Progress Energy officials plan to file a request for a rate increase early next month, the first such request the company has made in a quarter century.
In a letter to the state’s Utilities Commission, Progress officials said they expect to file their request on or about Oct. 5. Details of the size of the request increase won’t be known until the filing is made.
Progress officials have been talking about a potential rate increase for several years, even before the company’s plan to merge with Duke Energy was announced in early 2011.
The request is likely to be a contentious, drawn-out regulatory battle. It will require voluminous filings and lengthy hearings and, potentially, a compromise settlement between the company and state consumer advocates that would reduce the amount of the request.
“We know there’s never a good time to seek a rate increase and have delayed the request as long as possible,” Progress spokesman Mike Hughes said in a statement. “We are committed to minimizing the impact of increased costs through energy-efficiency programs tailored to our customers’ needs and assistance for low-income consumers.”
The request also comes at a time when state regulators are investigating Duke Energy over its sudden firing of previous CEO Bill Johnson just hours after the merger between Duke and Progress was completed. The Utilities Commission approved the merger in late June on the expectation that Johnson, at the time the CEO of Raleigh-based Progress, would be CEO of the combined company.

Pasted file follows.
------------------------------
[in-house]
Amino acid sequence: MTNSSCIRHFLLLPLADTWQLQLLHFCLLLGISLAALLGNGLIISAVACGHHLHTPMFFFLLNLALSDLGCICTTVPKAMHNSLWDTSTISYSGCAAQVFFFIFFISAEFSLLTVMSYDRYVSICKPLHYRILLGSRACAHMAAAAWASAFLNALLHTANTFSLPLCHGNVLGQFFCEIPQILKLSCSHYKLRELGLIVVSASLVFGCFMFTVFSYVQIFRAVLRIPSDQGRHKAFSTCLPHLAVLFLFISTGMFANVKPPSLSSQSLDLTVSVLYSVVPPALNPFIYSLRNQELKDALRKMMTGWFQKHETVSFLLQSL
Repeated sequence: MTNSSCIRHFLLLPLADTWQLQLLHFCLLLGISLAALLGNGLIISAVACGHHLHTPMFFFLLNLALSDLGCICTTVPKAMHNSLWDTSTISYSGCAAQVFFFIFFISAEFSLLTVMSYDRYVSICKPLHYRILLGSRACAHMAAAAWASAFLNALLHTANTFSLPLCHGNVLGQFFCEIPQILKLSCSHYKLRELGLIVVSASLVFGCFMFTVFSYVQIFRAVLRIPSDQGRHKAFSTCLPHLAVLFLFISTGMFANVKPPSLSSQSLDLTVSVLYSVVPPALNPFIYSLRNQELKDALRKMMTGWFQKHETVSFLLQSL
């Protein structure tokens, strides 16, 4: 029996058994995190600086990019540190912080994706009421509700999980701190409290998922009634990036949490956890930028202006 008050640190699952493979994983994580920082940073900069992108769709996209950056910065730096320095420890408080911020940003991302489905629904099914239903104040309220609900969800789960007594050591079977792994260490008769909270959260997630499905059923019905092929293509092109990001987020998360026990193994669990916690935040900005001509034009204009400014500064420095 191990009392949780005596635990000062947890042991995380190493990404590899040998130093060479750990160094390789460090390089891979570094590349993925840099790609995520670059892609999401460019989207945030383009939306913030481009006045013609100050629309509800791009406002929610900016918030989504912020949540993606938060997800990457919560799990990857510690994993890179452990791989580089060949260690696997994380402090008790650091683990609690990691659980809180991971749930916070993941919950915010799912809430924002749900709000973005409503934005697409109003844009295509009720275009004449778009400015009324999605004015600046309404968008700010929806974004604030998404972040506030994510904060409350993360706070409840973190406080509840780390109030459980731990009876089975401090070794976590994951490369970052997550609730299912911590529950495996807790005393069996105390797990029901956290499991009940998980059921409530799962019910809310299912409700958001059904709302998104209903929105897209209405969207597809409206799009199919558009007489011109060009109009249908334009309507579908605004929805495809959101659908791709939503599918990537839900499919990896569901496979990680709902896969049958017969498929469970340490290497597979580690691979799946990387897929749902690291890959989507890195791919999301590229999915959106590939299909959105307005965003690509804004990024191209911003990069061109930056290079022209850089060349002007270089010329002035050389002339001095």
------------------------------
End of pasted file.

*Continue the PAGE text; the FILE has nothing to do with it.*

The rate increase request is being made by Progress because the Progress and Duke subsidiaries will operate independently, with their own rates, for years to come. Duke is expected also to request a rate increase this year for its utility operations in North Carolina. The rate increases are being requested largely to pay for multibillion-dollar power plant construction projects.
Progress has 1.3 million customers in North Carolina. Duke, based in Charlotte, has about 1.8 million customers in North Carolina, including about 170,000 in Durham, Chapel Hill and other parts of the western Triangle.
Progress’ rate increase would be the company’s first in the base rate since 1988, when Progress raised residential rates by 9.1 percent to pay for the $3.9 billion Shearon Harris nuclear plant in southwest Wake County. Progress had requested an increase of 13.9 percent, which was fought by the Public Staff consumer advocate agency and reduced by the N.C. Utilities Commission, which has the final say over rate matters.
The general rate covers general operating expenses, such as labor and materials, and is the segment of the rate on which the company generates its corporate profit.